Trending: NYC Council grills Amazon over HQ2: ‘You’re worth $1 trillion. Why do you need our $3 billion?’
New York Times Executive Editor Dean Baquet speaks at SXSW in Austin, Texas on Sunday. (GeekWire photo)

AUSTIN, TX. — Dean Baquet is gearing up for what he believes will be a historic few years for the journalism industry — in large part thanks to President Donald Trump.

The New York Times executive editor sat down with NYT columnist Jim Rutenberg for a fireside chat on Sunday morning at SXSW, the annual tech/film/music conference in Austin, Texas.

Part of the conversation focused on what has changed for the Times since Trump was elected and what that means for the future of the American journalism industry — one that has newspapers around the country slashing staff and reducing coverage as traditional advertising and subscription revenue streams become obsolete.

On election night this past November, Baquet said he “levitated” after realizing how important independent media coverage will be over the next few years.

“The next two years will be a historic moment in the life of news organizations,” he said. “It’s a combination of the economic realities forcing their way in, with a president who is leading a revolution in Washington that makes this the most compelling political story since 9/11, mixed in with this whole debate over what makes a journalist … there will be 20 books written about the next two years in American journalism.”

New York Times executive editor Dean Baquet chats with NYT columnist Jim Rutenberg at SXSW on Sunday.

Baquet said the Times has seen “hundreds of thousands” of new subscriptions since Trump was elected and that the company has been “hiring like crazy.”

“We are preparing for the story of a generation,” he said.

The additional subscriptions won’t completely fix the Times’ bottom line, Baquet said. But there’s an underlying movement that leaves room for optimism.

“The harsh reality of newspaper business is … that advertising, which has sustained us for a long time and enabled us to build big powerful newsrooms, is disappearing,” he said. “But something amazing has happened. The rise in digital subscriptions, the rise in audience, it has changed our economics.”

Baquet noted that the Times will be cutting some its staff to save costs — revenue and profit dipped year-over-year for 2016 — but the newspaper “won’t be smaller in the areas where we have to cover Donald Trump, the country, and the world.”

Baquet also addressed some of Trump’s comments about the “failing Times” and other media companies, particularly his “enemy of the people” tweet that caused a firestorm. The editor called that comment “outrageous” and “dangerous.”

“Of course we aren’t the enemy of people,” Baquet said. “We have a role in society, which is to ask tough questions of the president.”

Added Baquet: “Our job is not to be the opposition to Donald Trump — it’s to cover the hell out of Donald Trump.”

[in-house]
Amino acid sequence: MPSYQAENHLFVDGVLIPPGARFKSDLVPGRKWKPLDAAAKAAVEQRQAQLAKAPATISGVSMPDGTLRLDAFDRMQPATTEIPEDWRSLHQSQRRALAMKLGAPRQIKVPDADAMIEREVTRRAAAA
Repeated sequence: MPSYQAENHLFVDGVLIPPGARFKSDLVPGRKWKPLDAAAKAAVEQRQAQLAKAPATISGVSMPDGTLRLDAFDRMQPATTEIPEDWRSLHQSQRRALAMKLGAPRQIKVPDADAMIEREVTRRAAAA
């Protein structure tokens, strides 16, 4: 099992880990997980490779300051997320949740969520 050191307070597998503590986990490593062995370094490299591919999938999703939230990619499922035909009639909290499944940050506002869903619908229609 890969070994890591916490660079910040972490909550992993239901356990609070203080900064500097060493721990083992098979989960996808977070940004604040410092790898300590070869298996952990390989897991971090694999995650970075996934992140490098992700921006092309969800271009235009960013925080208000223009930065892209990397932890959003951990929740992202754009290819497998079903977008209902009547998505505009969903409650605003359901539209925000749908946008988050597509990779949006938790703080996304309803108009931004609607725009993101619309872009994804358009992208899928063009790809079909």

On the topic of covering what Trump tweets and deciding what to ignore, Baquet said it’s a balance.

“We don’t cover his frivolous tweets,” he said. “But when the president of the United States accuses his predecessor with no evidence of wiretapping him and calls him a bad guy or sick, that’s a big story. That’s a story we have to not only cover, but keep coming back to until it’s resolved.”

Asked about ignoring a statement from Trump or his press secretary that is “patently false,” Baquet said it needs to be written about.

“I think it’s more important to cover this stuff and say that it’s false when it’s false than to ignore it,” he noted.

Baquet also touched on the fake news environment and how seemingly anyone with an internet connection can be a “journalist” in 2017 given how people get their news today.

“That may rock my economic world,” he noted. “But that’s the best thing that’s ever happened to journalism and the country. The fact that five people can get together and create journalism about a very specific subject — that’s terrific. Let’s not kid ourselves.”

But Baquet said he’s nervous about how the definition of “journalism” is changing. For example, he’s not convinced Breitbart News is “journalism” because “they are sort of propaganda and they look for ways to twist the news to match their view of the world.”

“We make mistakes, but that’s not what we do,” Baquet explained. “The Washington Post makes mistakes, but that’s not what they do. BuzzFeed makes mistakes, but that’s not what they do. You have to be — and you can do this from the left or you can do this from the right — you have to be in some pursuit of the truth, and do it honorably. To me, that’s the closest I’ve come to the definition.”

Like what you're reading? Subscribe to GeekWire's free newsletters to catch every headline

Comments

Job Listings on GeekWork

Find more jobs on GeekWork. Employers, post a job here.